Three of the largest online poker companies, their associates and payment processors were indicted in March 2011 on charges of fraud, illegal gambling and money laundering, the United States Attorney for the Southern District of New York revealed April 15.
Internet poker sites PokerStars and owners Isai Scheinberg and Paul Tate, Full Tilt Poker and owners Raymond Bitar and Nelson Burtnick, and Absolute Poker and owners Scott Tom and Brent Beckley, along with five alleged accomplices, were named in the indictment. PokerStars is ranked by some industry reviews as the top poker site worldwide, with a peak volume of 178,000 players.
The government is seeking $3 billion from the companies in civil money laundering penalties and forfeiture. In addition, the feds placed restraining orders on 76 bank accounts allegedly controlled by the poker companies in 14 countries.
The charges were brought under the Unlawful Internet Gambling Enforcement Act of 2006 (UIGEA). The UIGEA made it a federal crime to knowingly process most Internet gambling payments. U.S. poker sites relocated offshore and began looking for ways around the new regulations soon after the act became law.
The grand jury indictment describes an array of scams designed to defraud or coerce banks into processing gamblers' poker payments for the Internet sites. They include:
The indictment names Ryan Lang, Bradley Franzen, Ira Rubin and Chad Elie as processors who helped the three poker companies hide the poker payments. According to the grand jury Lang and Franzen allegedly acted as liaisons between the poker sites and processors willing to handle poker e-checks.
The indictment accuses Rubin, who owns a California processing company known as E-Triton, of disguising poker site payments as payroll processing, affiliate marketing and online electronics merchants using such names as MyGolfLocation.com and OneShopCenter.com.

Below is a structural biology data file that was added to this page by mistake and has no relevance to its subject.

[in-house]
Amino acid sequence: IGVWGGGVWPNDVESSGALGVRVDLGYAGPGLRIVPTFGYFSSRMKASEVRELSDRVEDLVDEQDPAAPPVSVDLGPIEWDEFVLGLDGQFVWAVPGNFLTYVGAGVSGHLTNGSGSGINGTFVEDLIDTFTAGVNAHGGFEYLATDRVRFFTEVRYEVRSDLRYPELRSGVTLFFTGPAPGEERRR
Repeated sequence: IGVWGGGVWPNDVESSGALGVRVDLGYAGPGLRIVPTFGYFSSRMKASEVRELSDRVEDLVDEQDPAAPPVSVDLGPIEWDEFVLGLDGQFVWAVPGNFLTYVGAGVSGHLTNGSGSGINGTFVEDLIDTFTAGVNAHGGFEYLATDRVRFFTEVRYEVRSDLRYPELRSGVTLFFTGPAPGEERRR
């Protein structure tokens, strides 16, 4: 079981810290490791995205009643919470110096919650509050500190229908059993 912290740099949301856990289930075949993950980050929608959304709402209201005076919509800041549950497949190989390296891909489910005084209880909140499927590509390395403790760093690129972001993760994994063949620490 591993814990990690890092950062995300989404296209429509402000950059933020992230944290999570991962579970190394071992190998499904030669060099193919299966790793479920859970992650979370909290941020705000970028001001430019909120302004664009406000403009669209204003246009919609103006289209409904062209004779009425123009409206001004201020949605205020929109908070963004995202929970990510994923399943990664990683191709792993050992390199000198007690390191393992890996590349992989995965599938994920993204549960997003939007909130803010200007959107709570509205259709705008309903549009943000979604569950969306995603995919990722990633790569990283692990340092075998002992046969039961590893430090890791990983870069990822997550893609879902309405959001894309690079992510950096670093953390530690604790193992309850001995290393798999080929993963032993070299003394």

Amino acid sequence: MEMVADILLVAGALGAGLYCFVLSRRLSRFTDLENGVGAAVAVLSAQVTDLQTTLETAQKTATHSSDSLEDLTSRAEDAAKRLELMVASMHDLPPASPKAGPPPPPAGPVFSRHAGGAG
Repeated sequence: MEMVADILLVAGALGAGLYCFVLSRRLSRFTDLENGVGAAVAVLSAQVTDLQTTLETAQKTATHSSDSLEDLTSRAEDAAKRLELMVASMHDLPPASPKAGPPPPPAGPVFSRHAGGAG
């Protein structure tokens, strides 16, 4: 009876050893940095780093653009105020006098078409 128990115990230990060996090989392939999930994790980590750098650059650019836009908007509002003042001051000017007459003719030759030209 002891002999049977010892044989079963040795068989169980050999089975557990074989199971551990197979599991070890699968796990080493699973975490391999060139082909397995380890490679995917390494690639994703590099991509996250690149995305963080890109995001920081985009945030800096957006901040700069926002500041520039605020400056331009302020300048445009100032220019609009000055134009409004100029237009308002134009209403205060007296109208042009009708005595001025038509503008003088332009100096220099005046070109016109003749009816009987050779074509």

Franzen allegedly promoted a scheme to bill gambling debt to a phony business called Green2YourGreen that was supposed to be a direct sales business for people who want to buy environmentally friendly household products for resale. And Elie is charged with using false information to open U.S. bank accounts to receive gambling payments.
The fees the processors received for handling these transactions were "substantially higher" than for legitimate processing, the indictment says.
The indictment mentions the poker companies continued to work with Elie even after the poker sites sued him for allegedly stealing more than $4 million. The companies claim Elie stole the money while processing for their sites.
The grand jury indictment states the poker sites turned to Elie for help again, despite the alleged theft, when the companies were desperate to find "transparent" processors that would process the charges without having to lie to the banks. According to the indictment, it was Elie's job to look for small, local, financially troubled banks that might be willing to work with the poker sites.
One of the banks Elie contacted, Utah's Sunfirst Bank, is named in the indictment. Sunfirst Vice Chairman of the Board and part owner John Campos is also named in the indictment. Campos allegedly agreed to process poker payments in return for a $10 million (30 percent) investment in the bank and a $20,000 bonus for "check and credit card processing consulting."
Processing for the poker sites, though often short-lived, proved lucrative for processors. The indictment indicates an Australian based processor, Intabill, processed $543 million in just over two years. It claims the poker sites stopped working with Intabill when it was determined the company owed the poker sites "tens of millions of dollars for past processing."
The indictment also claims an Arizona processor processed more than $100 million in a year before its accounts were seized, and Sunfirst processed more than $200 million in a year, earning more than $1.6 million in fees.
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